Worker’s comp rate hike rekindles GOP donor fightby John Kennedy | October 24th, 2011
Florida Insurance Commissioner Kevin McCarty’s approval Monday of a sharp increase in worker’s compensation insurance rates paid by businesses is rekindling a fight between potent power bases of the ruling Florida Republican Party.
McCarty’s 8.9 percent rate hike drew scorn immediately from the business lobby, Associated Industries of Florida, which blamed higher health care costs on doctors pocketing extra money from repackaging prescription drugs they give worker’s comp patients.
“Almost one third of this rate increase is due to the ever-expanding practice of physicians dispensing repackaged drugs at prices exponentially higher than the statute allows pharmacies to charge for the same drugs,” said Jose Gonzalez, an AIF vice-president.
”Associated Industries of Florida will diligently seek the Legislature’s intervention to close this loophole during the 2012 session and allow Florida employers to use those millions of dollars to create new jobs rather than line the pockets of those who unfairly manipulate the system for their own gain,” Gonzalez said.
Over the past two years, Florida business groups have been scuffling with the Florida Medical Association, Florida Orthopedic Society and the American Federation of State, County & Municipal Employees (AFSCME), a Democratic power base, over the prescription repackaging issue.
Last year, lawmakers approved a measure backed by then-Chief Financial Officer Alex Sink that would have imposed new restrictions on doctors’ repackaging, lowering costs to the state and private companies. Sink, who lost to Republican Rick Scott in last fall’s governor’s race, was among those saying the change would have saved private companies $34 million in worker’s comp costs.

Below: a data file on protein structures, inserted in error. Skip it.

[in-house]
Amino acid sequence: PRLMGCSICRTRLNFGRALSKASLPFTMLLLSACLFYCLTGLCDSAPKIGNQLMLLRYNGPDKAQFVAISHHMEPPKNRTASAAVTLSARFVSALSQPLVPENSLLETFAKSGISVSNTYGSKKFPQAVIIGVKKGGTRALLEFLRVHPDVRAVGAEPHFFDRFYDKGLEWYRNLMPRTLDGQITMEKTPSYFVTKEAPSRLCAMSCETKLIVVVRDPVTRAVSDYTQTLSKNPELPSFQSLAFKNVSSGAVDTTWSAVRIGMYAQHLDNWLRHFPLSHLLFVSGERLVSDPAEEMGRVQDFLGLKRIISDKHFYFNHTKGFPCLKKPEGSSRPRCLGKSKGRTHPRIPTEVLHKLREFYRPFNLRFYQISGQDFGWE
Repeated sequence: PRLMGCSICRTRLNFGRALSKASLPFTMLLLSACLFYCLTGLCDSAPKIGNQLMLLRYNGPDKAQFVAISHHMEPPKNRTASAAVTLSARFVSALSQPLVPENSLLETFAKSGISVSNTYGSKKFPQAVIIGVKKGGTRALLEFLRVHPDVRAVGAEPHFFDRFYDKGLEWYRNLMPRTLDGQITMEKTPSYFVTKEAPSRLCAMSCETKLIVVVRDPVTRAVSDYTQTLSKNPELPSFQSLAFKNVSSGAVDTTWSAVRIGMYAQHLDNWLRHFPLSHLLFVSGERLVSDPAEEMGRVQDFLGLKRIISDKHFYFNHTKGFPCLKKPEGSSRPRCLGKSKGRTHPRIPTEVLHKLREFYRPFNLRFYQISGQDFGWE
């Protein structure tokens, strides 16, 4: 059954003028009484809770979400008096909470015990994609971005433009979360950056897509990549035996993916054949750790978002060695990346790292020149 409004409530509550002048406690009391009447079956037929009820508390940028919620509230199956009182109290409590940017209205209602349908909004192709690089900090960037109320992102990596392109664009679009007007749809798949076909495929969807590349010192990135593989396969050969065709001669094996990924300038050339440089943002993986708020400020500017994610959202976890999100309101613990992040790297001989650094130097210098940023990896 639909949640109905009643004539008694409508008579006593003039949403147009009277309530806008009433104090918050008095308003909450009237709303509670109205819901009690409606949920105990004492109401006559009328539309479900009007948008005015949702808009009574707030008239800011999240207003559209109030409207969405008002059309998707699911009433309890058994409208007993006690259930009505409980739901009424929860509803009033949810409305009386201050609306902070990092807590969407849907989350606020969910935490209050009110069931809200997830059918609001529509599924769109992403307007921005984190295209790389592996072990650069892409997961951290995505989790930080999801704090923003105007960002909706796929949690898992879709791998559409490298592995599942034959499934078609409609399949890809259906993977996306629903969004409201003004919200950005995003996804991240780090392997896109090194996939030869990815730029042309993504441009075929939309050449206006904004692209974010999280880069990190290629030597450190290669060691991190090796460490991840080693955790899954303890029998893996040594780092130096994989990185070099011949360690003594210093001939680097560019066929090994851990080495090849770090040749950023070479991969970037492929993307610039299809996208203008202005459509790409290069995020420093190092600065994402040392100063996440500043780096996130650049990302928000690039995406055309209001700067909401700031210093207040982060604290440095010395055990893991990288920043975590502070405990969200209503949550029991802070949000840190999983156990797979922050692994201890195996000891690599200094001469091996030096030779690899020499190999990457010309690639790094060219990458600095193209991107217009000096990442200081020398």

But then-Gov. Charlie Crist vetoed the measure.
Among those supporting Crist’s veto in June 2010 was Automated Healthcare Solutions, a Miramar company headed by a pair of doctors, Paul Zimmerman and Gerald Glass, who later that summer gave more than $1 million to political spending committees headed by the Legislature’s then-incoming leaders, Senate President Mike Haridopolos and House Speaker Dean Cannon.
The company provides software that helps doctors dispense and manage patient prescriptions, a profitable sidelight for many doctors. Because the legislation vetoed by Crist would have imposed new restrictions on doctors’ repackaging, it also threatened Automated Healthcare’s services.
Zimmerman, the company’s CEO, says in a statement on the company’s website that its services are designed to “enhance revenue production by allowing physicians to retain profits.”
Haridopolos and Cannon last year used the money funneled from the doctors primarily to help then-Attorney General Bill McCollum in his losing Republican primary fight with Scott.
But with McCollum out of the picture, the doctors quickly pivoted following the campaign – pouring $735,000 into the Florida Republican Party and another $145,000 to Scott’s spending committee – in an attempt to make nice with the new GOP nominee, who is now a resident of the Governor’s Mansion.
And the doctors are still giving. While the business groups looking to cut worker’s comp costs aren’t shy about giving to the ruling state GOP, Automated Healthcare Solutions also has donated $203,500 to the party so far this year, records show, as it becomes more apparent another effort to rein-in repackaging is coming.